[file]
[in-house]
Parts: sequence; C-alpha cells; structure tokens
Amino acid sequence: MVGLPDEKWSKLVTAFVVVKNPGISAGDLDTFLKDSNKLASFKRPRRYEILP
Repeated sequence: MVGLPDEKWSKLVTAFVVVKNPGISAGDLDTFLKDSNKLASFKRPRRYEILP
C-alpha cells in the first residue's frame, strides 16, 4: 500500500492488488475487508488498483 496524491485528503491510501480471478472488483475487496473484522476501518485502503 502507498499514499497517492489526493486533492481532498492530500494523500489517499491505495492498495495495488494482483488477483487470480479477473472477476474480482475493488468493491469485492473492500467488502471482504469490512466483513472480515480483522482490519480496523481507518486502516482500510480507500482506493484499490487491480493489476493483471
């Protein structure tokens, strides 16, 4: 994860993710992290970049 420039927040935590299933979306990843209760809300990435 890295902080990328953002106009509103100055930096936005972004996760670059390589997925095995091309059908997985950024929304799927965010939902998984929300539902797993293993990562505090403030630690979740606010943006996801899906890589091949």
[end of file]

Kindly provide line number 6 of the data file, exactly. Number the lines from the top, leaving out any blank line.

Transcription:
């Protein structure tokens, strides 16, 4: 994860993710992290970049 420039927040935590299933979306990843209760809300990435 890295902080990328953002106009509103100055930096936005972004996760670059390589997925095995091309059908997985950024929304799927965010939902998984929300539902797993293993990562505090403030630690979740606010943006996801899906890589091949």